Funding is crucial to starting a business and creating a thriving, growing entity. You may have initially self-funded your business with cash, relied on sweat equity, or used credit cards to finance your business. However, you’ll need to consider outside capital at some point if you want to continue growing your operations.
With venture capital, traditional bank loans and online crowdsourcing, today’s entrepreneurs have more funding options than ever. However, choosing the right investor type is critical. Different investors bring unique benefits and assorted types of equity, control and repayment requirements.
We’ll explain how small businesses can find and attract investors, and how to choose the right funding source. Not all capital is created equal; ensure you can live with the investor you choose.
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How to find a business investor
Finding investors is one of the biggest challenges of starting and running a business. Generally, it’s best to start small and move toward more significant funding options later.
Before you seek a business investor, start operations on a small scale. All you need initially is a business concept, a product or service, and a plan. You’ll prove your concept and can adjust your plan to actual market conditions. Prospective investors will want to see a market demand for your offering and proof that you can be profitable before giving you their hard-earned money. Ideally, you should have a track record of at least a year.
Here are five ideas to help you search for a business investor:
- Work with friends and family. Seek funding from friends and family. This can be the best option for getting your business up and running without proving yourself to an outside investor.
- Look for private investors in the community. Often, your community is the best place to seek help in growing your business. Cities and small towns often develop business initiatives because small businesses empower their communities. Additionally, look for local business leaders and investors. Work with any pro-business organizations and seek out significant community influences to network and develop business relationships.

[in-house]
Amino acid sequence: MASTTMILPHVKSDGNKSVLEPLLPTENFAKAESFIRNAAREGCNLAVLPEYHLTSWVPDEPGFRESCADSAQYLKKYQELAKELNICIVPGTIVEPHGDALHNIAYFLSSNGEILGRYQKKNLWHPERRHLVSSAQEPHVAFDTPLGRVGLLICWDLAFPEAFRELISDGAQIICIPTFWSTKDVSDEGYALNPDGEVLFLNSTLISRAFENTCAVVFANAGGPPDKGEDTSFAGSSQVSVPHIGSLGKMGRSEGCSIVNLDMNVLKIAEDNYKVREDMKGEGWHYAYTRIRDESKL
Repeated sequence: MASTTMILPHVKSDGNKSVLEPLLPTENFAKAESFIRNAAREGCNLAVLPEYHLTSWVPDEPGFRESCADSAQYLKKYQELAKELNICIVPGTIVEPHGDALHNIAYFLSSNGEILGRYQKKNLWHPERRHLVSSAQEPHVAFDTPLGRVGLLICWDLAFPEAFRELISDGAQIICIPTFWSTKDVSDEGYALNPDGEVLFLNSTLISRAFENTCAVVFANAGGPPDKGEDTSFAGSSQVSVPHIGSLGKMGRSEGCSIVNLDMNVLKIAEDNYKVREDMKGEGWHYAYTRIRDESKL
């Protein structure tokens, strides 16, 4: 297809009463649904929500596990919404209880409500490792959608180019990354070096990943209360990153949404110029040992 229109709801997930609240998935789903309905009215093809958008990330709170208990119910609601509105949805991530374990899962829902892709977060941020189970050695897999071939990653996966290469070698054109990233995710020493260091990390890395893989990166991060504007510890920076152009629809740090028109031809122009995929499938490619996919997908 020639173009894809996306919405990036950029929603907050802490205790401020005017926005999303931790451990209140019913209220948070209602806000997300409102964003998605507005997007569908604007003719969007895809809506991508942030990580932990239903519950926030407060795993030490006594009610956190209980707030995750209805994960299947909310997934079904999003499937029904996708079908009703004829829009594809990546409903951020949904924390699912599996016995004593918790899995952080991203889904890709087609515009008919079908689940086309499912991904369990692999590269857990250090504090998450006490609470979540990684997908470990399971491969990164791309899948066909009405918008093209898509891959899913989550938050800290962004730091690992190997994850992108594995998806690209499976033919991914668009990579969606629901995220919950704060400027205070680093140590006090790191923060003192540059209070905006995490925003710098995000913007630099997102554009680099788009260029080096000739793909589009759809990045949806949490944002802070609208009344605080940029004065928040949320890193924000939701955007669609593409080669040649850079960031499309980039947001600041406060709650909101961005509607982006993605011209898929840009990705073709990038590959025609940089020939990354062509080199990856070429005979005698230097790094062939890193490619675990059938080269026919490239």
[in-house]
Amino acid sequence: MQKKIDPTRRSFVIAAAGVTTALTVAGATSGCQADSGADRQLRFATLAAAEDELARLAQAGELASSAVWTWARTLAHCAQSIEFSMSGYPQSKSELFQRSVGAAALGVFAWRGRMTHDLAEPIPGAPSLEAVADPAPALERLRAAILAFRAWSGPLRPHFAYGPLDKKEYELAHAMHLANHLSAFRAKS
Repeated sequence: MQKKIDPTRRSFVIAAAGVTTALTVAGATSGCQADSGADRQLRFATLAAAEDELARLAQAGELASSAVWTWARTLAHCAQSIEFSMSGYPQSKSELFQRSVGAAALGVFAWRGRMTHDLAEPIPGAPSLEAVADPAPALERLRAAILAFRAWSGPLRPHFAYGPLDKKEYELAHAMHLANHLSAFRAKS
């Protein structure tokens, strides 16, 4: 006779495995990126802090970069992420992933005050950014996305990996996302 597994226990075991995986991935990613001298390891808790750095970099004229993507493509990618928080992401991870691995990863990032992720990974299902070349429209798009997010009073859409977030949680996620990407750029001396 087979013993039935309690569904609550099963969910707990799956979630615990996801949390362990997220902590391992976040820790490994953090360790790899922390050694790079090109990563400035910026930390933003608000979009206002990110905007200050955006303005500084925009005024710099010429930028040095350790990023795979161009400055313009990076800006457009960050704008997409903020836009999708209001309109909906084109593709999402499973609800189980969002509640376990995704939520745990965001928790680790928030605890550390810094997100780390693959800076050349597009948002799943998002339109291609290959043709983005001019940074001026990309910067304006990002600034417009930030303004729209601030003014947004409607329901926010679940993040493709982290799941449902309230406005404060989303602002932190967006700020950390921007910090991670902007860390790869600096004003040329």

- Work with a local bank for funding. Depending on how quickly you want to scale your operations, you can apply for a business loan from your local bank to build community relations and find funding options.
- Seek out angel investors. If you’ve exhausted the previous funding options, your startup may be ready for angel investors and other private investors in your industry. Research areas where your industry is thriving and contact business leaders and angel investors there.
- Work with venture capitalists. Finding venture capitalists is usually the final stage in a new company’s funding growth, but it isn’t necessary for all businesses. If you run a stable, successful small business, you likely don’t need to apply for funding with a venture capitalist. However, if you have a successful business idea that would benefit from extremely fast scaling and high amounts of capital, working with venture capitalists is a good option.
The primary differences between angel investors and venture capitalists are that angel investors work alone, venture capitalists tend to invest more significant amounts, and angel investors specialize in early-stage businesses.
How to attract an investor
It’s easy to get a general idea of how to find funding, but attracting the right investors and perfecting your business’s sales pitch can be a major challenge.
Before you present your idea to investors, understand that you should view them as business partners. Working with like-minded individuals is best. Investors with a large enough stake in your company will ensure their voice is valued — especially when equity is on the table. Investor partnerships can be advantageous, but they can also be detrimental if forged on the wrong values.
When considering how to attract investors, remember the following best practices.
1. Develop your company mission to attract the right investor.
As part of your business plan and general business growth, you need a company mission statement to build around. Investors want to know your “why” — the reason you think the world needs your product or service. You should be able to communicate what problem your business solves in one or two sentences. You’ll lose investors and customers if your mission and goals are too complicated. You need a clear explanation of your business’s value to be successful.
If you pitch to venture capitalists, include an exit strategy detailing how the investor can pull out its investment plus a profit. This could entail selling the business, taking it public, or receiving a payout at a specific revenue and profit milestone.
2. Flesh out your brand voice to attract investors.
Telling your brand’s story is crucial for finding investors. Investors look for brand value, especially regarding social media and a business’s presence in its local community. If you marry a strong company mission with a distinct, well-developed brand voice, you’re halfway to finding the right investors.